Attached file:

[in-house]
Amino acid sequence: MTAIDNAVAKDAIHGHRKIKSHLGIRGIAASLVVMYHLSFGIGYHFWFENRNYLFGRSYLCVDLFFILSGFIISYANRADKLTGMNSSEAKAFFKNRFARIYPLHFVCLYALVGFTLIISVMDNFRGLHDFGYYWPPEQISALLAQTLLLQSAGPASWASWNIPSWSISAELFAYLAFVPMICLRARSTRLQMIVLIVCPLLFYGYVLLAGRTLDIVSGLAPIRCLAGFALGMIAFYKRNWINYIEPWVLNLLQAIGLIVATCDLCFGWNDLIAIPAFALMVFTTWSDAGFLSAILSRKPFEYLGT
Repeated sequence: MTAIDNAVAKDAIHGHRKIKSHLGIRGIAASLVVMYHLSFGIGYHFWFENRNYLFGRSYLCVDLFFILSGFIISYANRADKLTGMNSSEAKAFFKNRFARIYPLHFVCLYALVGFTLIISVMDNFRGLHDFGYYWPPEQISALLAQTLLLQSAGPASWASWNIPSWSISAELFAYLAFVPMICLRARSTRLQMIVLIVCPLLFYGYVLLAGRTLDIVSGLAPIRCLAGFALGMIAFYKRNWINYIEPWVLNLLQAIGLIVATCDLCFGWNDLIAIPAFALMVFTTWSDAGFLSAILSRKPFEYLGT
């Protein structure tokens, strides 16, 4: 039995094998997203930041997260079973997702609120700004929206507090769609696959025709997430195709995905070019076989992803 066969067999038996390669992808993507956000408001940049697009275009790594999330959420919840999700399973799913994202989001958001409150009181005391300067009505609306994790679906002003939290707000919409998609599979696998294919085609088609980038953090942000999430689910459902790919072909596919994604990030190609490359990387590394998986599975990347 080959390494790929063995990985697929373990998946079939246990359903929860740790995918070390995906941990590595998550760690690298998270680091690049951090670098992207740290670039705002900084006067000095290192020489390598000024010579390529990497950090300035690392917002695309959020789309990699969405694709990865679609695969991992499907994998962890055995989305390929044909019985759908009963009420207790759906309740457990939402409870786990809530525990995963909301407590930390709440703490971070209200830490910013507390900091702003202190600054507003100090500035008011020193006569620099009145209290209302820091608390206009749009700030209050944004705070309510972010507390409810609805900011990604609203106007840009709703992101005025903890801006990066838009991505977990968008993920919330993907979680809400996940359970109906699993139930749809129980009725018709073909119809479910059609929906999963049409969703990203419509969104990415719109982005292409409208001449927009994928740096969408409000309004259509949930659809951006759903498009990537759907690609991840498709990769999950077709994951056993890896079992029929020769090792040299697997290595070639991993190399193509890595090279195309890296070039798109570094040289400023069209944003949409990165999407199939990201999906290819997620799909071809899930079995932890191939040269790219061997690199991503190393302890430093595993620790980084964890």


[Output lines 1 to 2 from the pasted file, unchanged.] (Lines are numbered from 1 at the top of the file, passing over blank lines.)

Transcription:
[in-house]
Amino acid sequence: MTAIDNAVAKDAIHGHRKIKSHLGIRGIAASLVVMYHLSFGIGYHFWFENRNYLFGRSYLCVDLFFILSGFIISYANRADKLTGMNSSEAKAFFKNRFARIYPLHFVCLYALVGFTLIISVMDNFRGLHDFGYYWPPEQISALLAQTLLLQSAGPASWASWNIPSWSISAELFAYLAFVPMICLRARSTRLQMIVLIVCPLLFYGYVLLAGRTLDIVSGLAPIRCLAGFALGMIAFYKRNWINYIEPWVLNLLQAIGLIVATCDLCFGWNDLIAIPAFALMVFTTWSDAGFLSAILSRKPFEYLGT